Revision of Blue Card directive: disagreement on recruitment of highly skilled third-country nationals

In order to come to grips with skills shortages in Europe, in 2016 the European Commission presented proposals for a revision of the Blue Card whereby highly qualified workers from third countries would find their way into the European labour market more easily. For employers, the proposals set the right course but still need important corrections. EU Council and European Parliament differ sharply from each other in the content of their deliberations.
Under the Slovakian EU Council Presidency in 2016, the negotiations moved forward very slowly. Many Member States – including Germany – kept their distance from the official position on the revised proposal for a Blue Card directive (directive 2009/50/EC).

Council insists on national instead of European admission policy

Considerable resistance emerged in particular with regard to the strict ban on national residence permits applicable in parallel for highly skilled employment as proposed by the Commission (article 3 paragraph 4 of the proposal). This proposal is rightly problematic since it would prevent Member States from designing their own immigration policy, a policy which reflects their skilled worker needs and react in a targeted way to particular shortages on the labour market.

The Council deliberations on this highly controversial point have continued under the Maltese Presidency since early 2017 – but currently without any significant progress. Nevertheless, the Maltese Council presidency still aims at reaching a common position before the end of June 2017.

EP advocates a widening of the scope of the directive

In the European Parliament, presentation of the draft report was delayed due to competence disputes between the Civil Liberties, Justice and Home Affairs Committee (LIBE) and the Employment and Social Affairs Committee (EMPL). The Conference of Presidents finally adopted the procedure with associated Committees (under article 54 of the EP’s rules of procedure) – LIBE is the lead Committee on this dossier.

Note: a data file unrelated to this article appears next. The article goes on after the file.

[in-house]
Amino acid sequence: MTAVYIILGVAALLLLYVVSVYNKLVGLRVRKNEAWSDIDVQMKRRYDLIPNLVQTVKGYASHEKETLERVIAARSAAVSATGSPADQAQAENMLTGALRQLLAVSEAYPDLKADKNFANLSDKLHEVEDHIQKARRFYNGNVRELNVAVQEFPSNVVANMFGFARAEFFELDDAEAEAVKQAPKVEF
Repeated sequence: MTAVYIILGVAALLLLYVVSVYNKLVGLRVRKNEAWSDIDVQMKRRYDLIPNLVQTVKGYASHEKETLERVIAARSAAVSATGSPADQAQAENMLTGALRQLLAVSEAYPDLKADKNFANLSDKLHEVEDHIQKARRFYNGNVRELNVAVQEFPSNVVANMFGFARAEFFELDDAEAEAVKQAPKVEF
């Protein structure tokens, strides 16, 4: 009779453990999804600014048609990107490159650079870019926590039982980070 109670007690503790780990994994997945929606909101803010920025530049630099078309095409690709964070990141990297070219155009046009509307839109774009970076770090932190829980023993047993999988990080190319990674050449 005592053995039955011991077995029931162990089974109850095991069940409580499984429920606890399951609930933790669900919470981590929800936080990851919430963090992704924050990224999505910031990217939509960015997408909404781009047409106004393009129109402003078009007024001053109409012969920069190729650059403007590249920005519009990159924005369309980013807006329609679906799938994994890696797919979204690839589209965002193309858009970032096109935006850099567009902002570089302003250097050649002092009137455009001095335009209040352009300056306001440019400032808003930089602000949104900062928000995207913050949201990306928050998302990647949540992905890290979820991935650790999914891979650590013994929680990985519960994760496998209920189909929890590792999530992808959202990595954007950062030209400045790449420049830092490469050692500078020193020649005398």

At the start of 2017, rapporteur Jean Lambert (Greens, UK) first presented her amendment proposals for the revision proposal in the EMPL Committee. Her priority is to remove salary thresholds from the admission criteria for a Blue Card. Furthermore, MEP Lambert calls for a simplified recognition of work experience including non-formal qualifications as a counterpart to university diplomas. For BDA, it should be ensured that only those with particular work experience whose skills are comparable to those of graduates in terms of value on the labour market can actually benefit from this provision.

In the lead LIBE Committee, rapporteur Claude Moraes (S&D, UK) has set himself the objective of supporting and/or extending every provision proposal which makes the Blue Card more attractive as an access route into the EU. BDA welcomes this approach of further improving the revision proposal in order to give highly skilled workers from third countries the possibility to work in the EU. Nevertheless, the rapporteur makes proposals at many points which would tend to reduce the attractiveness of the Blue Card for third-country nationals.

The votes in the Committees are scheduled for April (EMPL) and May (LIBE). The EP is expected to adopt its resolution on the revision proposal in plenary in early July so that the so-called “trilogue negotiations” between the European institutions could begin after the summer break. Information about the text
drafted by: Séverine Féraud (BDA)

Séverine Féraud
Senior Adviser